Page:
A: I still keep up my training, although not nearly at the level as during my fighting days. Training for a fight is one thing, but training for knowledge and longevity is another. The great thing about the Internal Arts is they are not only for fighting or their martial aspect but if you look into them, it is a way of life. The discipline and confidence will transfer into every aspect of life. The forms keep your body supple and the qi gung keeps your body healthy. I teach class here in San Diego a few days a week to a good group of students and do my own practice including forms, meditation and qi gung on a regular basis.
Q: How did you mentally prepare for fighting on the Lei Tai?
A: Everybody had his or her own way. I had my music, movies (Conan was always a favorite), and visualizations of getting up on the Lei Tai and finishing up with having my hand lifted.
Q: With the explosion of the UFC and MMA, what do you think might be lacking with the amount of fighters rushing in to fighting in the cage?
A: Although I really enjoy watching these competitions, the skill and endurance is amazing. However, what I think is lacking is the art. I can only speak for the students at my school and myself, but today there is very little art and tradition taught at these schools. They put out great fighters, grapplers, kick boxers but there is no substance to the actual art. Obviously from my time on the Lei Tai, I really enjoy that aspect of the martial arts but it was more of my own way to test the system that I had learned and apply the combat part of it. But now that my fighting on the platform is over, I still enjoy training for health and longevity. I know quite a bit of MMA fighters that are in their mid 20’s-30’s and are constantly injured and in pain. I treat guys in their 20s for torn ACL’s, dislocated shoulders, hyper-extended elbows. The training might be fun but not the best for the long term on the body. They are missing the yin aspect of training, that part that you keep training after your fighting and young days are over.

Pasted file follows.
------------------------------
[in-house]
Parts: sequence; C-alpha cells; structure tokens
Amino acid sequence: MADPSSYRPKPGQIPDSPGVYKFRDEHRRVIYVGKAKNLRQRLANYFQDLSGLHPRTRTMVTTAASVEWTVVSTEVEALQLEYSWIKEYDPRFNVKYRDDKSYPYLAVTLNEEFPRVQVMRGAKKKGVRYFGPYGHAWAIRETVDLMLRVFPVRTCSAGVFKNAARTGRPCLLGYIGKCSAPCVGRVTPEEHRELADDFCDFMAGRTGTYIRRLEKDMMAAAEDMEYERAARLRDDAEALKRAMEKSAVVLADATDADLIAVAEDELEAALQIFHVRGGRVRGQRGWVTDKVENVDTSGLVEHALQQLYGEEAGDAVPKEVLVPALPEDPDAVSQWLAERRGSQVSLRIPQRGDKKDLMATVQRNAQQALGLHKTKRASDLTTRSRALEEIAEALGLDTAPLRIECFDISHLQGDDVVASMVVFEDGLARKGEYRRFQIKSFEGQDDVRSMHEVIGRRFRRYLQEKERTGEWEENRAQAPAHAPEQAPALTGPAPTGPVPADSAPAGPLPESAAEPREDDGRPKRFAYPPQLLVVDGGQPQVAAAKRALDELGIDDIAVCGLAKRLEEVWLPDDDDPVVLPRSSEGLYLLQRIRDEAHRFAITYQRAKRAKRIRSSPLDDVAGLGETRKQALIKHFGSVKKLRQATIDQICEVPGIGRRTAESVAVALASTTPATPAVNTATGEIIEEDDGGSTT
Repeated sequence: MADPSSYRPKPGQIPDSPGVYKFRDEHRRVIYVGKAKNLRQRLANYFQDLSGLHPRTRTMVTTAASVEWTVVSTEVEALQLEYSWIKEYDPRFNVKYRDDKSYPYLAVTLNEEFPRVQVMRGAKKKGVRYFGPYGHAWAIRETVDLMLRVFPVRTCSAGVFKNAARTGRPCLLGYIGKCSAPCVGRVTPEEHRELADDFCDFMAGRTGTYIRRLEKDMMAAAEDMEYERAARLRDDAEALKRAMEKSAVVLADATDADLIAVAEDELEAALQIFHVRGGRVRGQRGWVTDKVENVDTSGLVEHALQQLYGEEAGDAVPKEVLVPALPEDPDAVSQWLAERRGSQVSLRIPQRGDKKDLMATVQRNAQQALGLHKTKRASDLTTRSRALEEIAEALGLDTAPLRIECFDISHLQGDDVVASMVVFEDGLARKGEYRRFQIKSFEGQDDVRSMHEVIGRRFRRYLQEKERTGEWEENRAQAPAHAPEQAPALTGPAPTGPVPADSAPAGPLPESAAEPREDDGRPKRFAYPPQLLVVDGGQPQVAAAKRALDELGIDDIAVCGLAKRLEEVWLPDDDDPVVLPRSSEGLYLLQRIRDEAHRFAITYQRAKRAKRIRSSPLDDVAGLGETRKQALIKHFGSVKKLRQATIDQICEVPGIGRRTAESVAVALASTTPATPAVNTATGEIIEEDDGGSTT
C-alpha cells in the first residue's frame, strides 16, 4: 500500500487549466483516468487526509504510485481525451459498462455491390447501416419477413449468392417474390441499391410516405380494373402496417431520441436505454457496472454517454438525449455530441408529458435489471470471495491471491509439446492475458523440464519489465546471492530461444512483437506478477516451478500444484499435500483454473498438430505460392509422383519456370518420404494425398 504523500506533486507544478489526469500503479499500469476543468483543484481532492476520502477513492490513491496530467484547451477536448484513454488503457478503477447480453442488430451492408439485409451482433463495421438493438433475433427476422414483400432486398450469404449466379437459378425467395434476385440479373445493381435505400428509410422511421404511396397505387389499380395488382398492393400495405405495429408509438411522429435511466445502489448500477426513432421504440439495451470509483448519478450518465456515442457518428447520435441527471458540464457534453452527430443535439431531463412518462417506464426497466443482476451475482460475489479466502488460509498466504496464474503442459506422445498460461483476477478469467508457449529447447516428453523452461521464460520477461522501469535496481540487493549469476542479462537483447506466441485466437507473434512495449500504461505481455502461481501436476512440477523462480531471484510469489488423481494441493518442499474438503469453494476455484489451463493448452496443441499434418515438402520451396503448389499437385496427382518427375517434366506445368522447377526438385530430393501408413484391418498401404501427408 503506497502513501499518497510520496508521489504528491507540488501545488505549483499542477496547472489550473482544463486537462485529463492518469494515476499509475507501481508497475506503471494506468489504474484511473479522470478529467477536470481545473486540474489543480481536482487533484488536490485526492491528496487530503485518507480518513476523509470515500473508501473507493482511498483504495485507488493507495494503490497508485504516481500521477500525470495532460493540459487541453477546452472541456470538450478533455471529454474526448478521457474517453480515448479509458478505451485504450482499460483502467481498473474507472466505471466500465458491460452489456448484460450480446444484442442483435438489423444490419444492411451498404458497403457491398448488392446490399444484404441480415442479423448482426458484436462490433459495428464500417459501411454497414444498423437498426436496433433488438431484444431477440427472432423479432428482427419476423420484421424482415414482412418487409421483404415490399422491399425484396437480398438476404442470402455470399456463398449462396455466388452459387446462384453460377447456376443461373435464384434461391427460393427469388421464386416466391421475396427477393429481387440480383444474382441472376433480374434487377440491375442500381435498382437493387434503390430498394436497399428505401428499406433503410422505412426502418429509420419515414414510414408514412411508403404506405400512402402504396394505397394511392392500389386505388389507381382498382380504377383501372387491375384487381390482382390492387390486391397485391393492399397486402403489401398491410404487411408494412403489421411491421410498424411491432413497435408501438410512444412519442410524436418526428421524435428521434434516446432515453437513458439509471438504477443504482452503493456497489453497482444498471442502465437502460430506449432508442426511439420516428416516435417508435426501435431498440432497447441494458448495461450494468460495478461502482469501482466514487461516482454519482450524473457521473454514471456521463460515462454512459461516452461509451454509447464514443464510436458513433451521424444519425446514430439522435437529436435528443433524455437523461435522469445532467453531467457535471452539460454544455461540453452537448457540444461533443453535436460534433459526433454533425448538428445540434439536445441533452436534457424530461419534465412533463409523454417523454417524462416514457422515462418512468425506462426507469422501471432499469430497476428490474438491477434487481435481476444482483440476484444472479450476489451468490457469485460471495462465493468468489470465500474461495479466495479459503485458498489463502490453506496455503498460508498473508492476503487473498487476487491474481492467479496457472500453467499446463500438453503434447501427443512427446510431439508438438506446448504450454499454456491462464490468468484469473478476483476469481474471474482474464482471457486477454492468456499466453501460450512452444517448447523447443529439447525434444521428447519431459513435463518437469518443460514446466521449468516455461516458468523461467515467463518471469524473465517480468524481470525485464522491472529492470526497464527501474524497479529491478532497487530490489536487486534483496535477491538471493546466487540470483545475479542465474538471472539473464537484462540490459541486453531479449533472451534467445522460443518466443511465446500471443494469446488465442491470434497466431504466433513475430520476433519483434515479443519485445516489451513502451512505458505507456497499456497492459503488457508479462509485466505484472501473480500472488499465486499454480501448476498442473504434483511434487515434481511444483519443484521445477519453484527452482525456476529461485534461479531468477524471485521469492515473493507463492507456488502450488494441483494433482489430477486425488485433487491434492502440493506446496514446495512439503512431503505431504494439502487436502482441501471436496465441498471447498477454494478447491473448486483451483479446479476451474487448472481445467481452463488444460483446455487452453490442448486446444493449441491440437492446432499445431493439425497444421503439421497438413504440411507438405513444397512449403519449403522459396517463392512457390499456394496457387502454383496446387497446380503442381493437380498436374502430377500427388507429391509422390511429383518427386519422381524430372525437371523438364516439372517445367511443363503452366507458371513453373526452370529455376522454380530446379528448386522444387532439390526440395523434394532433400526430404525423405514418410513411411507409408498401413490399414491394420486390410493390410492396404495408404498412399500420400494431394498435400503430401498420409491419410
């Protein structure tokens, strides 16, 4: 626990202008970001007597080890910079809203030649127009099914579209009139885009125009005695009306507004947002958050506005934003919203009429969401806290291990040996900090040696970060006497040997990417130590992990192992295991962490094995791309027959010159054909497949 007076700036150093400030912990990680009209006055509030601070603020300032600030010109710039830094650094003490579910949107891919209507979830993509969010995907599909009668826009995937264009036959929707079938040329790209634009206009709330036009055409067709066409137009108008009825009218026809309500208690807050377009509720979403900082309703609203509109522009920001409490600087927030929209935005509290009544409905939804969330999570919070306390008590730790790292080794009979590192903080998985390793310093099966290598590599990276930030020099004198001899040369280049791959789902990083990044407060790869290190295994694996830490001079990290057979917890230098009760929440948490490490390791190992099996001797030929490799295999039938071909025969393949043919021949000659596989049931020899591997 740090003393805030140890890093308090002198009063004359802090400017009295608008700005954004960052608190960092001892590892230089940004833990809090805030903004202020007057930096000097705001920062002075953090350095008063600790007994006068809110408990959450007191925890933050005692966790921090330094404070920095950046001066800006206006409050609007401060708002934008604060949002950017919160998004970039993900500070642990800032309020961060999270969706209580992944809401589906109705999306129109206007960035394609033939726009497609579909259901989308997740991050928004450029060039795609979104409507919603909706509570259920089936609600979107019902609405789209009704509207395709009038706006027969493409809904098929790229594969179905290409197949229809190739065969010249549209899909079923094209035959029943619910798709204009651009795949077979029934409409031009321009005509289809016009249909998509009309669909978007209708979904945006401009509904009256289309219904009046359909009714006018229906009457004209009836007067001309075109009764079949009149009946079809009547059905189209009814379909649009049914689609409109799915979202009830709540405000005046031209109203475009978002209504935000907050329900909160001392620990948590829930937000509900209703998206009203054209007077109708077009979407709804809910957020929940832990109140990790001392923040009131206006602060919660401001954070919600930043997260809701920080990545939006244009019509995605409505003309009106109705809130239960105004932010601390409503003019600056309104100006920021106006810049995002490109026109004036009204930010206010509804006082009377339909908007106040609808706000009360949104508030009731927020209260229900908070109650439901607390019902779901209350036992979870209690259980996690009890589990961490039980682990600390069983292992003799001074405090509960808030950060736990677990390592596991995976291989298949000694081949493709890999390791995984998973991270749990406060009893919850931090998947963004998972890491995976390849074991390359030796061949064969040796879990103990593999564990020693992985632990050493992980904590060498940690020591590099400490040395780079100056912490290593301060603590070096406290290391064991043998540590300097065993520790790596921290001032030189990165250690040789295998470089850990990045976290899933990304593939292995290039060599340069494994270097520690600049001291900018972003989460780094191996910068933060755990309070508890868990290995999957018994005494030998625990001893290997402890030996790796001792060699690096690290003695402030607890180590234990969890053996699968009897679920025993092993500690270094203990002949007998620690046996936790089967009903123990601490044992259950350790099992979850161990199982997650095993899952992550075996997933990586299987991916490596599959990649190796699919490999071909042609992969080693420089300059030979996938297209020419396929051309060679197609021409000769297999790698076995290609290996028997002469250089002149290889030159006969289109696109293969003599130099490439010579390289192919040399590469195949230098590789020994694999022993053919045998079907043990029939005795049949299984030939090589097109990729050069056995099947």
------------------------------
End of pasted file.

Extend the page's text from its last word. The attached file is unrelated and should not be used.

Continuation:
Q: Do you see any advantages that MMA guys are doing in their training these days (like kettlebells, conditioning circuits, cross training) that might have helped you in your fight events?
A: Absolutely!! The kettlebells would have been a great compliment to our training. I add kettlebells to my workout regimen now and see an increase in connection and power. This is like a martial art, a full body workout and can only improve your training. As for conditioning and cross training, that is something we always incorporated into our workouts.